Attorney General halts Unicoi hospital sale
It's back to square one for the cash-strapped Unicoi County Memorial Hospital.
The Tennessee Attorney General put a hold on a proposed sale to Mountain States Health Alliance by sending the issue back to the hospital board for more public input.
Unicoi County Memorial Hospital's longtime financial problems are far from over.
The hospital board's decision earlier this year to accept a purchase offer from Mountain States Health Alliance instead of Wellmont Health System has been riddled with controversy.
And now the Tennessee Attorney General won't approve the deal until several of his concerns are settled. "I was surprised with some of the points he stipulated," says board of control member Sue Jean Wilson.
In Tuesday's notice to the board the attorney general called for more public input on the sale.
Many in this community feel they never had the chance offer their insight. "It's about having a choice, the people want a choice, this is America, we are a democracy and we should have a choice," says resident Sue Huskins.
The attorney general wants a guarantee that the county and town of Erwin will spend the $1.5 million they will receive from the sale on healthcare and asks for the deal to be voted on by both Erwin aldermen and the county commission.
Commissioners voted on the sale once before, but ended up split. "They chose four in favor, four against, and one abstained," says county mayor Greg Lynch.
Lynch says he’s been concerned with how the sale was handled from the beginning.
The mayor says he feels the price was too low.
As the hospital board continues to work through the attorney general's opinion, there's concern if the hospital has the money to stay open.
Hospital officials say the line of credit extended by Mountain States is about to run out. "At first it was fine,” says Wilson. “Now it's getting down to where some of the vendors are starting to send letters."
The question is what happens next.
Mountain States Health Alliance CEO Dennis Vonderfecht issued a statement, saying "We believe the hospital board followed the proper procedures in evaluating which proposal was in the best interest of the residents of Unicoi County," and that Mountain States remains committed to the deal.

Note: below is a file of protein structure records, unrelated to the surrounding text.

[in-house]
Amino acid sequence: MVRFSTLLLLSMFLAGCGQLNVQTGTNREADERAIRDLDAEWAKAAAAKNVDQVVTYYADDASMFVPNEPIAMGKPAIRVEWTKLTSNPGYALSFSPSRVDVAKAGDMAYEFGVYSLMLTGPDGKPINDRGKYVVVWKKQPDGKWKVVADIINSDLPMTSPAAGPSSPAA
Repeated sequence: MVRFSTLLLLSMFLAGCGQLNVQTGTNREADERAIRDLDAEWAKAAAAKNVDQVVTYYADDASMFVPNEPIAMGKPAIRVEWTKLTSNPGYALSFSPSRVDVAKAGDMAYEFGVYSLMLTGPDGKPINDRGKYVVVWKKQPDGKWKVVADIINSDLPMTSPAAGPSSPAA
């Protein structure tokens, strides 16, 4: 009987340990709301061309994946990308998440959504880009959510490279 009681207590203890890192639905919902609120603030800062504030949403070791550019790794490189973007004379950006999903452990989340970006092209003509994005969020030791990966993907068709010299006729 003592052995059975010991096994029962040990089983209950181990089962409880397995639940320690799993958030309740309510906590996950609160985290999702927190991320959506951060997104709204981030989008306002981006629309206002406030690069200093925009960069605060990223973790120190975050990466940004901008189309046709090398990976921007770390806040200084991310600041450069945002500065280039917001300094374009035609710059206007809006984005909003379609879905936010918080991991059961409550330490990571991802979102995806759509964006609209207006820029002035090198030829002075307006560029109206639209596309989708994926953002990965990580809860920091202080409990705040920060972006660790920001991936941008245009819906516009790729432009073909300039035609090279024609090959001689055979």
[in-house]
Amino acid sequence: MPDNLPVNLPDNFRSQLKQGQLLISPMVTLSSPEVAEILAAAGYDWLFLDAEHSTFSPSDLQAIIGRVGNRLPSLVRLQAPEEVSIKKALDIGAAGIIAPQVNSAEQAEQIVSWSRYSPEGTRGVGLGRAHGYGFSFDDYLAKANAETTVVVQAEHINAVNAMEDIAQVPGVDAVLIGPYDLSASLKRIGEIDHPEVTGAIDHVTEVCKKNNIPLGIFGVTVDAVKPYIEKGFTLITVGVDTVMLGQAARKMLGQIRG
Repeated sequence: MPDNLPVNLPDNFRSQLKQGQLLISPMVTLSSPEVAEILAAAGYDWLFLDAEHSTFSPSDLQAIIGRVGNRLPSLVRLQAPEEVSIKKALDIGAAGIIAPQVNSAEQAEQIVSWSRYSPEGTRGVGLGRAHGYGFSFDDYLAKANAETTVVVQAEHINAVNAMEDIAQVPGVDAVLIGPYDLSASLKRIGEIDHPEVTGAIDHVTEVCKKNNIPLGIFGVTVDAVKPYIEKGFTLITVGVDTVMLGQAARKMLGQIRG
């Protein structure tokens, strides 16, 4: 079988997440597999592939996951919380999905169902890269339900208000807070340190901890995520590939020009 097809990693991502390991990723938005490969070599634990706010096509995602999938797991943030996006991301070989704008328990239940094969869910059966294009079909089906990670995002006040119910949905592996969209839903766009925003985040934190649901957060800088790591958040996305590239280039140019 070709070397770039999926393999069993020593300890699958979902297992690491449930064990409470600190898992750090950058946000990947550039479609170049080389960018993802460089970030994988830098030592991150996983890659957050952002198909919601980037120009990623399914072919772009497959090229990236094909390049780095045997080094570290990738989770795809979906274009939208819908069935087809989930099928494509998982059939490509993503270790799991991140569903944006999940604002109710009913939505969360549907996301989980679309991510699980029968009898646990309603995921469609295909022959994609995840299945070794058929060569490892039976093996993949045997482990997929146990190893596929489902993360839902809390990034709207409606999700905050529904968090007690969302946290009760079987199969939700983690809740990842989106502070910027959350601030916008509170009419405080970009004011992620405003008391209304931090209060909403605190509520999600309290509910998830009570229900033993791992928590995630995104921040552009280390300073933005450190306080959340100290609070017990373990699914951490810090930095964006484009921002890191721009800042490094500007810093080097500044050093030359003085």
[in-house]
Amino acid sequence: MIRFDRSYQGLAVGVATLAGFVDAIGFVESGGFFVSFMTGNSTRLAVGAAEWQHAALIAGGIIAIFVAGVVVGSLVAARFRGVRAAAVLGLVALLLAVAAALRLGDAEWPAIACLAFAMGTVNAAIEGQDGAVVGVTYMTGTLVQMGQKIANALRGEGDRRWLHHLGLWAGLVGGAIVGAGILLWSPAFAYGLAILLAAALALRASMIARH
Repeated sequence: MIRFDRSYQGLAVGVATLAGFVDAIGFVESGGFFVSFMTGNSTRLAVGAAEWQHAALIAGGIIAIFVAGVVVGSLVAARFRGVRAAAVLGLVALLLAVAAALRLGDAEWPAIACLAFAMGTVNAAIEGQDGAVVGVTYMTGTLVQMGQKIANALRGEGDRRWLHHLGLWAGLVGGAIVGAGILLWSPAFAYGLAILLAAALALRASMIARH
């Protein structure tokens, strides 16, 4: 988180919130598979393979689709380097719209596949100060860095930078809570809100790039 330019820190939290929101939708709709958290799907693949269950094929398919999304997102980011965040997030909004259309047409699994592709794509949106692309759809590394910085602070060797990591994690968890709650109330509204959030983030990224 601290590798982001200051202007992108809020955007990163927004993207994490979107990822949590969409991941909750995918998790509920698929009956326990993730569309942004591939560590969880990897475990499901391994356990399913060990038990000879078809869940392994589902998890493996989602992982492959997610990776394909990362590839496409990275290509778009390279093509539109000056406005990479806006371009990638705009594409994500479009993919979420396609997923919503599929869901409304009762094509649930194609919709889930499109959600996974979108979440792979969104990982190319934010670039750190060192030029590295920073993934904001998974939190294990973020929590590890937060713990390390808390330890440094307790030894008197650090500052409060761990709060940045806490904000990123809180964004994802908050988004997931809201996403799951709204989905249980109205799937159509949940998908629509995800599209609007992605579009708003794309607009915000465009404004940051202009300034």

Meanwhile, a Wellmont spokesman says they are pleased with the decision by the attorney general and are waiting on more decisions from the hospital board before preparing for their next move.
The hospital board of control is set meet about the attorney generals requirements at a meeting Thursday night. The county commission could take up the issue at its next meeting.
Dennis Vonderfecht's full statement
“We believe the hospital board followed the proper procedures in evaluating which proposal was in the best interest of the residents of Unicoi County, and we are disappointed that the state attorney general does not feel the same way about the process. MSHA remains committed to meeting the needs of Unicoi County residents, however, and we are eager to work with the UCMH Board of Control to address all of the outstanding issues.
“The residents of Unicoi County deserve nothing less than the best in their health care, and MSHA has done much over the past eight months to support the hospital’s operations and make improvements during this interim period. There is a great deal of assistance that the hospital still requires, however, that we cannot legally do until the sale is final. MSHA stands ready to make every necessary resource available to the hospital upon receiving permission from the State of Tennessee.”
Dennis Vonderfecht, MSHA President and CEO
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